Archive for April, 2010

Good Job by College Football

April 16, 2010

by John Furgele

The NCAA announced that college football playes can no longer wear eye patches with messages on them and I say, it’s about time.  From Reggie Bush’s area code to Tim Tebow’s religious overtones, it was getting out of hand.  Why can’t the players just be players?  And, don’t get me started about these players being exploited.  They don’t have to play if they don’t want to.

What we learned from the Masters is pretty simple.  The Augusta course suits Phil Mickelsen’s game very well and Tiger Woods, despite his attempted image makeover is still Tiger Woods.  He will continue his boorish behavior because that’s who he is.  He is arrogant, smug and self-centered, qualities that made him the world’s best golfer.  You can’t expect a leopard to change his spots.  And, being treated for sex addiction is just laughable. 

As for Mickelsen, he no longer has to worry about his legacy.  The man has won four majors playing alongside arguably, in Woods, the best player in history.  To me, if Mickelsen could bag a British or United States open, he would cement an already fabulous career.  His PGA Championship win is a major, but for some reason, the U.S. and British titles have more cache. 

The NFL needs to come down hard on Ben Rothliesberger and Roger Goodell knows it.  Goodell better not hide behind the “no charges were filed,” line because he knows that won’t fly.  And, if he lets Rothlieberger off the hook, the race card will come into play and I would have a hard time arguing with Jesse Jackson and Al Sharpton on this one.  At the very least, he should be suspended for four games.  This is the third time Rothliesberger has been involved in alleged sexual assaults.  Does he have a problem?  Perhaps, but the NFL needs to act decisively here.  The league does not rely on big names to be successful, there is no Michael Jordan of the NFL.  Rothliesberger is guilty of bad judgement if nothing else.  Plaxico Burress shot himself and ended up in jail, is that worse than what Rothlieberger is accused of doing?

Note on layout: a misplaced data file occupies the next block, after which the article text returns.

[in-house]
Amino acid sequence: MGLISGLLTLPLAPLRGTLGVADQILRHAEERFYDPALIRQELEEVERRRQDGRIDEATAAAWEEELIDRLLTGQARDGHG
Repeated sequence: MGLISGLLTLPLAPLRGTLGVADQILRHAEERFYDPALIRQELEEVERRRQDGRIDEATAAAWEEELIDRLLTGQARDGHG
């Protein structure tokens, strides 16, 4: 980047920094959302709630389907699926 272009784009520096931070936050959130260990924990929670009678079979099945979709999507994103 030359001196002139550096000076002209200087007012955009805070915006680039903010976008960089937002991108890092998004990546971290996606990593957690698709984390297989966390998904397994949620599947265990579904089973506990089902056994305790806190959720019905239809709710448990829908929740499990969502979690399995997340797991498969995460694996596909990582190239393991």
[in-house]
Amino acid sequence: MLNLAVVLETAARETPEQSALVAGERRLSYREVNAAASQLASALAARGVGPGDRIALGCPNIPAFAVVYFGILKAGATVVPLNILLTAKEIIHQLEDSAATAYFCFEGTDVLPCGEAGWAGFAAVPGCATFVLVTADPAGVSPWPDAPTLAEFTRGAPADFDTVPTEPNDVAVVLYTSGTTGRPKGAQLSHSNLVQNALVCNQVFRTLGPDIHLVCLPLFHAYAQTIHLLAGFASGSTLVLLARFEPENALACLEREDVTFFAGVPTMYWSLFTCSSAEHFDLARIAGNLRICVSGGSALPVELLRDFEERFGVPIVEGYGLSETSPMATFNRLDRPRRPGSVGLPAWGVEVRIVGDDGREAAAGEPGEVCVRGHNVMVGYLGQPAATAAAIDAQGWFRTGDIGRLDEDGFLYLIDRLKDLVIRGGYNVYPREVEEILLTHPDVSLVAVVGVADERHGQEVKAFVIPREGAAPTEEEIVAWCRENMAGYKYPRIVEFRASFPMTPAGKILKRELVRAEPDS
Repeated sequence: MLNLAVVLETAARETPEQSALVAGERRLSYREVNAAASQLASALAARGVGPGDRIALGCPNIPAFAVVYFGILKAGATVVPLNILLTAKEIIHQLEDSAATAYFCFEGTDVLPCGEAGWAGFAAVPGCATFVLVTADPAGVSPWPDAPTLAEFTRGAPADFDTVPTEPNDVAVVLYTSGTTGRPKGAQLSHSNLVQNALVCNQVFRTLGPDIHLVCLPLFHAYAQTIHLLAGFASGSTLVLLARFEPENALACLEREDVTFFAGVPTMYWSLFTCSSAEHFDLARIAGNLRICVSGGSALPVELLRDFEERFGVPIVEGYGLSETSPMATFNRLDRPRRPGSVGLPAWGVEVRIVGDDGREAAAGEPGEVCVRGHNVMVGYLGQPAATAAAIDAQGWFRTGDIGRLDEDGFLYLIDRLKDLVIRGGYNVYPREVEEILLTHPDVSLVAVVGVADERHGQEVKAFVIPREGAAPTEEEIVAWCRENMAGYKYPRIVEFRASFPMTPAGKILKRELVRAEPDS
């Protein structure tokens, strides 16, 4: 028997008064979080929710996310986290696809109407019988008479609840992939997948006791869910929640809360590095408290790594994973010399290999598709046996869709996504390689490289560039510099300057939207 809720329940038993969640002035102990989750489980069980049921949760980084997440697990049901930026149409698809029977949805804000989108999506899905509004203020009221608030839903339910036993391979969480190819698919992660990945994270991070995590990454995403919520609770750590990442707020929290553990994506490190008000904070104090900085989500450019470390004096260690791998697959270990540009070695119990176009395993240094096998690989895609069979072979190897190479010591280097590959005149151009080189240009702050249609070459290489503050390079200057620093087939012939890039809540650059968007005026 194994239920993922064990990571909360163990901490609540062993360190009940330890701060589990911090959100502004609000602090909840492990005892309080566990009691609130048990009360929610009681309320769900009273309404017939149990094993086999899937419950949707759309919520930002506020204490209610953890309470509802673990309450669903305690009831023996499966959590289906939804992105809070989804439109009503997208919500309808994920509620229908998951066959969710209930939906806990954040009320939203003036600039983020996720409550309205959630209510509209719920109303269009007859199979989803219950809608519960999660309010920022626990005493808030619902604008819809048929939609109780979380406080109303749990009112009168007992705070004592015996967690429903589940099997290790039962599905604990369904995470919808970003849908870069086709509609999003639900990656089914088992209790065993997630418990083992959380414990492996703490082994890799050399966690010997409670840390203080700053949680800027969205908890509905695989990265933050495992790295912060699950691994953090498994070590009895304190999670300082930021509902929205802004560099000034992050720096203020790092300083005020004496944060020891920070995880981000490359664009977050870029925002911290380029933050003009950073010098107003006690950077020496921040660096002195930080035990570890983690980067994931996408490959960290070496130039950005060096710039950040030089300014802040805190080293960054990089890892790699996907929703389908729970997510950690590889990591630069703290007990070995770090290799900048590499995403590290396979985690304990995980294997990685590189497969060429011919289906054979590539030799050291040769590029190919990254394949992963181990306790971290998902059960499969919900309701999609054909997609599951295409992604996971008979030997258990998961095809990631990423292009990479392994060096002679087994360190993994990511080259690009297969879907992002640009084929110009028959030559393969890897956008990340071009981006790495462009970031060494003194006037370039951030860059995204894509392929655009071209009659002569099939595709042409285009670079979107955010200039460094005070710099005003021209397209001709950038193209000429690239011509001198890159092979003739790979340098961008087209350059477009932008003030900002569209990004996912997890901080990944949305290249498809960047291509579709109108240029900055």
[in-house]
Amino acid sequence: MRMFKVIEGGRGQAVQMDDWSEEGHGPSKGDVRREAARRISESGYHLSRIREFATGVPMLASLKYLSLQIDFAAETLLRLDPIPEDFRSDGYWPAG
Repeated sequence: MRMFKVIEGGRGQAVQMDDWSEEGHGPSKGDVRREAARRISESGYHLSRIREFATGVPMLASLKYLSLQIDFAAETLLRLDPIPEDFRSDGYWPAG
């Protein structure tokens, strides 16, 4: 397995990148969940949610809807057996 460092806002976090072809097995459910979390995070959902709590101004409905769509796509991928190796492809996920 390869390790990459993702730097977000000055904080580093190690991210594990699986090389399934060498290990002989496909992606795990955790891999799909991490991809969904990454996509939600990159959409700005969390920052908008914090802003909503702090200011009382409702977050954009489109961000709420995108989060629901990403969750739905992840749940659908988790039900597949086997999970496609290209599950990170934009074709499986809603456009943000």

The media will do its best to ignore the best playoffs in all of sports, but you can’t argue how great the NHL playoffs.  Just one game in and the favored Penguins, Devils, Capitals and Sharks are already down one game, all losing on home ice.  All eight opening games were decided by one goal.  Compare that to the NBA where the home team will win by 20 points, then goes on the road and loses by the same 20 points.  But, I understand that the NHL will never be accepted in places like Mississippi and Louisiana and New Mexico, so you have to accept that.  But, if you want to watch intense, fast moving action, the NHL is where it’s at.  And, unlike the NBA, where you know that the champion will be one of three to four teams, there is no clear cut favorite int he NHL playoffs.  And, the Stanley Cup remains the coolest trophy in all of sports. 

Lastly, only two weeks before the Kentucky Derby.  Do you have your favorite yet?

Still Climbing the Mountain

April 6, 2010

by John Furgele

Utah had a chance in 1998, Memphis did in 2008, and in 2010 Butler carried the mantle for the small conference, the mid-major, the non-BCS conference.  Three chances, three misses.